One of the most effective ways to reduce plastic pollution is to use fewer new products in the first place, a United Nations analysis shows.
Manufacturers should offer reusable bags and bottles, and agree to wash or repair old goods to extend their lifespan. Such efforts can cut plastic pollution by 30 per cent by 2040, according to a report by the UN Environment Programme (UNEP), the global body’s environment office.
Recycling plastic waste can slash contamination by another 20 per cent, while the careful use of alternative materials will take care of a further 17 per cent of the problem, said the report, billed as a guide for governments and businesses.
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Combined with proper disposal of the remaining waste, by 2040, the world could avoid up to 80 per cent of the harms of mismanaging plastic, including extra carbon emissions, exposure to toxins and ocean degradation, UNEP added.
About 430 million tonnes of plastics are produced each year, and is set to triple by 2060 as it stands. Much of the polymer produced goes into short-lived or single-use products, which contributes to junk that ends up in oceans, fertile soil, animals’ guts and even potable water supplies, representing a major risk to both humans and nature.
The report comes as global talks geared towards developing an international treaty for ending plastic pollution are underway. Countries worldwide agreed to work towards such a treaty last year and the second meeting of the Intergovernmental Negotiating Committee to develop the legally binding instrument will take place in Paris in two weeks.
Trillions in savings
The UNEP report crafts a scenario where mismanaged plastic waste falls to 41 million tonnes in 2040, against 227 million tonnes should no changes be made.
The amount of virgin plastics manufactured, mainly from fossil fuels, will shrink from nearly 385 million tonnes to about 150 million tonnes, as more mileage is squeezed out of existing material. The manufacture of single-use products, such as disposable cutlery, will be halved.
To reach this scenario, the world will need to get rid of “unnecessary and problematic” plastics, such as needlessly elaborate packaging, hazardous chemicals and substances that hinder recycling, UNEP said.
These steps, and the subsequent plastics reuse, recycling and replacement with new materials, can all be done with existing technology, but will require major policy action, it said. For instance, governments should write laws for take-back schemes, ban non-recyclables, mandate the use of recycled plastics, end fossil fuel subsidies, tax virgin polymers and study the credentials of alternative materials.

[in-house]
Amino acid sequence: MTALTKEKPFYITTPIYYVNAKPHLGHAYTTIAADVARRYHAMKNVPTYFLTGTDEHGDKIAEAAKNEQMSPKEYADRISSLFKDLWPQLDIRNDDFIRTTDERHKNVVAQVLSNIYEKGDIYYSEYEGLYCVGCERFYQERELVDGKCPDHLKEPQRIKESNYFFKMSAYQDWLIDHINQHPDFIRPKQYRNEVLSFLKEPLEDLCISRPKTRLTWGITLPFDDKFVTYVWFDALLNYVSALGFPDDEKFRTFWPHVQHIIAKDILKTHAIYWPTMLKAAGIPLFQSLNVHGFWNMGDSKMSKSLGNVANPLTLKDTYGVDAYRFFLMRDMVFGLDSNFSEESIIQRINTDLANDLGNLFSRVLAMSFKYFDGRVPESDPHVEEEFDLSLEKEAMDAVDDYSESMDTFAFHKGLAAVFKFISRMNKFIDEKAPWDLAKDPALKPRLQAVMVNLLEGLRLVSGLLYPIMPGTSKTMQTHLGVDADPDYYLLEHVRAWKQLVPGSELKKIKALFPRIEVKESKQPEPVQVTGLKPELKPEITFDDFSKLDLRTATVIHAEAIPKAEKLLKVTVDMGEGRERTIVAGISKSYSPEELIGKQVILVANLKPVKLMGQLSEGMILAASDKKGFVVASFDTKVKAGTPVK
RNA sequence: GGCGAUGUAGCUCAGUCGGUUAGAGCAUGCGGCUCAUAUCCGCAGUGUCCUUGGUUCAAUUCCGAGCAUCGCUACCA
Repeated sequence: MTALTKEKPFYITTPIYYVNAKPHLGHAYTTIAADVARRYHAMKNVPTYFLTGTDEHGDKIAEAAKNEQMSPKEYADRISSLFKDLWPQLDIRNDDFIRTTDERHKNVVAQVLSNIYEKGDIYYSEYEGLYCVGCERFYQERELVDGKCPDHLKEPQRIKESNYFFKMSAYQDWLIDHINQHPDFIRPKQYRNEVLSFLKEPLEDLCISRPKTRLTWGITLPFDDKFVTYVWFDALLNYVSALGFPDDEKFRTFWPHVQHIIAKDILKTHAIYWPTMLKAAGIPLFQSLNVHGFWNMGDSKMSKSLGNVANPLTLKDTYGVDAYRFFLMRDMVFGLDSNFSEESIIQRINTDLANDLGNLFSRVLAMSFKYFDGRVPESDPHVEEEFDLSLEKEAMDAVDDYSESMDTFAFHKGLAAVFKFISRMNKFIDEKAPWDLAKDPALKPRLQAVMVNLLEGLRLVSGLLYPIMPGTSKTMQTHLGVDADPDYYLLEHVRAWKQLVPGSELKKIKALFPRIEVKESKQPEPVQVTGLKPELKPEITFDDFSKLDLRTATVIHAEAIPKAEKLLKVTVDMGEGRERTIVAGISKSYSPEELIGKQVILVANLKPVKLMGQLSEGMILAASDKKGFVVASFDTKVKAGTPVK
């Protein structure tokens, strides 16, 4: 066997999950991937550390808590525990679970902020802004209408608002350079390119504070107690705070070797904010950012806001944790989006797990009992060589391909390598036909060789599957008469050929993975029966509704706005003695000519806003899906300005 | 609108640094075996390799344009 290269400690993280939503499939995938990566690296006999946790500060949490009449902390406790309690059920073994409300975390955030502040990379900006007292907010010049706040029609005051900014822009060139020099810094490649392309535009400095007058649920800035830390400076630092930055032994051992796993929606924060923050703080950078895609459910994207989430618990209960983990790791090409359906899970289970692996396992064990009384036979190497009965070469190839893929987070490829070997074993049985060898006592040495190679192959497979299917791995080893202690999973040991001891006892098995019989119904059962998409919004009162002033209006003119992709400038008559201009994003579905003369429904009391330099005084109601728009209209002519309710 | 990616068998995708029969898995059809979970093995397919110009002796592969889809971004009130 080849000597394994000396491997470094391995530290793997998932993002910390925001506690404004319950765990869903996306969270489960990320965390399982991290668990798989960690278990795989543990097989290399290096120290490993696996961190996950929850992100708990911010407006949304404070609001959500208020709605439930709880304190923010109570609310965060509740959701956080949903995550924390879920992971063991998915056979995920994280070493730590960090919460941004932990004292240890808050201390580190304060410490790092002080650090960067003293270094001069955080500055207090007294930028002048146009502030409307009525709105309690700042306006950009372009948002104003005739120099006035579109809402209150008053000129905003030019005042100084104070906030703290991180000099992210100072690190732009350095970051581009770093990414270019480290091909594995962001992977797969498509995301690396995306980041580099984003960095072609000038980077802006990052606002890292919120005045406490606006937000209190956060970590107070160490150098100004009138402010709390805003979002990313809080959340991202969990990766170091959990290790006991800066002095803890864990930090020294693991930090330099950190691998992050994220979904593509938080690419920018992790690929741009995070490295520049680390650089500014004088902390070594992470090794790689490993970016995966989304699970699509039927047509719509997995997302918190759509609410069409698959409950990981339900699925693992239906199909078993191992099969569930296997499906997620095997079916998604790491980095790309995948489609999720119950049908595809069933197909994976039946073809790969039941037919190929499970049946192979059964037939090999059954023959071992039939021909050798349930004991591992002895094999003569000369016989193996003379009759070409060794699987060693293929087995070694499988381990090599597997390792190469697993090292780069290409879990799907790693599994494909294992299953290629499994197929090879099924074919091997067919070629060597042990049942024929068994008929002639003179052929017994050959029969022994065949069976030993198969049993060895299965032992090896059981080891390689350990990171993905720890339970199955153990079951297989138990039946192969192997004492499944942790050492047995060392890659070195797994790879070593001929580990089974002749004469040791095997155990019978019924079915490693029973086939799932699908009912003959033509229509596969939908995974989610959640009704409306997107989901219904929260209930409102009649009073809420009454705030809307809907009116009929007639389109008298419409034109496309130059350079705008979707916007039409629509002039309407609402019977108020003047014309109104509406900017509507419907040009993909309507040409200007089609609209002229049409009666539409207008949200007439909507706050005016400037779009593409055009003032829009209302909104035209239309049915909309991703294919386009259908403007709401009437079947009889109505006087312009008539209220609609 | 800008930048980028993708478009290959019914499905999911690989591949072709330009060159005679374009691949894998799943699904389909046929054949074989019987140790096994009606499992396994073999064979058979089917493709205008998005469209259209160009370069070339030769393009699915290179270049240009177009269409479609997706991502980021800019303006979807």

There may be “considerable” upfront costs, but overall savings is estimated at US$4.5 trillion, from a combination of lower spending on making polymers, higher revenue from recycled materials, and lower losses from avoided environmental ills.
UNEP said there could also be 700,000 more jobs by 2040, with losses in upstream and disposal sectors balanced by about 1.4 million new roles in the reuse industry.
Sheila Aggarwal-Khan, UNEP director of industry and economy division, said the report calls for system-wide changes.
“You cannot just solve one part of the problem. You cannot simply say, let’s just recycle our way out of the plastic pollution crisis. You cannot simply say, let’s just do away with single-use plastics,” said Aggarwal-Khan.
Petrochemical businesses have generally been resistant to the notion of slashing production of plastics, instead preferring a greater focus on waste management and recycling. The UNEP report said that tensions between stakeholders perceiving themselves to be “winning” or “losing” from the transition needs to be addressed.
UNEP executive director Inger Andersen said that the revenue from the plastic industry can still grow, should it embrace a “new and different way of working”, such as by introducing recycled materials into virgin plastic.
Even if plastic pollution is reduced by 80 per cent in 2040, there would still be about 100 million metric tonnes of remnants to deal with, some of which are already accumulating today, UNEP said.
Innovations like better car tyres and filters in washing machines are needed to reduce the unintentional scattering of microplastics. There also needs to be greater attention on lost or tossed fishing gear, its report said.
African nation Ghana had, in a previous global meeting, suggested a “legacy fund”, into which businesses dealing in plastics can contribute to, for removing plastics which have already entered the environment, especially in developing nations.
Plastic credit scepticism
While financing is needed to improve plastics management, the UNEP report says the use of plastic credits, where companies pay specialised businesses to coordinate waste collection, carries credibility and social risks today.
The lack of standard definitions and transparency means that it is difficult to assess projects, and could put informal waste collectors at the mercy of fluctuating prices for the material they gather. Funding via plastic credits could also be temporary, leading to income insecurity, and digital tools could alienate workers who do not have access to them, the report said
It added that learnings from the roughly similar carbon credits market should be leveraged to improve the plastic credit system.
Large consumer goods firms Coca-Cola and Unilever, which are among the world’s largest corporate users of plastic, have said they are not convinced on plastic credits, while there are industry players who believe naysayers might just be injecting uncertainty in the market.